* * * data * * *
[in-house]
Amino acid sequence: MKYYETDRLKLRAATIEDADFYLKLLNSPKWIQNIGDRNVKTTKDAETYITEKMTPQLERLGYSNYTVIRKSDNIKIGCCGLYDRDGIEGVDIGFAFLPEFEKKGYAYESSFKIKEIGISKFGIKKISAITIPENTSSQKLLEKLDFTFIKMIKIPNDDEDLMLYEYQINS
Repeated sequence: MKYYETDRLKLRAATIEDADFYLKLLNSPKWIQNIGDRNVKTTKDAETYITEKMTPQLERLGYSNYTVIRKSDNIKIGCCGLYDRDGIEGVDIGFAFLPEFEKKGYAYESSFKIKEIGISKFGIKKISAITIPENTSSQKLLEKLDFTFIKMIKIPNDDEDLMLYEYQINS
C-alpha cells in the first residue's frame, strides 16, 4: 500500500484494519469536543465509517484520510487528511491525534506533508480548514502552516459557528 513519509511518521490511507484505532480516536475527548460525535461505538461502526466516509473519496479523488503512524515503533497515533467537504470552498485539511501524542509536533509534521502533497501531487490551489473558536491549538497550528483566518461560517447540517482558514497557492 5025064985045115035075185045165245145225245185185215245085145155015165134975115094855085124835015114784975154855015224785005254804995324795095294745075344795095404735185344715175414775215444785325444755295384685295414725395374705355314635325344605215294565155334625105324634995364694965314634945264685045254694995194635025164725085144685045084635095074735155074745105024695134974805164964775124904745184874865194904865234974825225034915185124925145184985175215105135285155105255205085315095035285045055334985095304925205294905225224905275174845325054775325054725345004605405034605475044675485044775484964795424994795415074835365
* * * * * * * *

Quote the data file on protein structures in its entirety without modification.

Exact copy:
[in-house]
Amino acid sequence: MKYYETDRLKLRAATIEDADFYLKLLNSPKWIQNIGDRNVKTTKDAETYITEKMTPQLERLGYSNYTVIRKSDNIKIGCCGLYDRDGIEGVDIGFAFLPEFEKKGYAYESSFKIKEIGISKFGIKKISAITIPENTSSQKLLEKLDFTFIKMIKIPNDDEDLMLYEYQINS
Repeated sequence: MKYYETDRLKLRAATIEDADFYLKLLNSPKWIQNIGDRNVKTTKDAETYITEKMTPQLERLGYSNYTVIRKSDNIKIGCCGLYDRDGIEGVDIGFAFLPEFEKKGYAYESSFKIKEIGISKFGIKKISAITIPENTSSQKLLEKLDFTFIKMIKIPNDDEDLMLYEYQINS
C-alpha cells in the first residue's frame, strides 16, 4: 500500500484494519469536543465509517484520510487528511491525534506533508480548514502552516459557528 513519509511518521490511507484505532480516536475527548460525535461505538461502526466516509473519496479523488503512524515503533497515533467537504470552498485539511501524542509536533509534521502533497501531487490551489473558536491549538497550528483566518461560517447540517482558514497557492 5025064985045115035075185045165245145225245185185215245085145155015165134975115094855085124835015114784975154855015224785005254804995324795095294745075344795095404735185344715175414775215444785325444755295384685295414725395374705355314635325344605215294565155334625105324634995364694965314634945264685045254694995194635025164725085144685045084635095074735155074745105024695134974805164964775124904745184874865194904865234974825225034915185124925145184985175215105135285155105255205085315095035285045055334985095304925205294905225224905275174845325054775325054725345004605405034605475044675485044775484964795424994795415074835365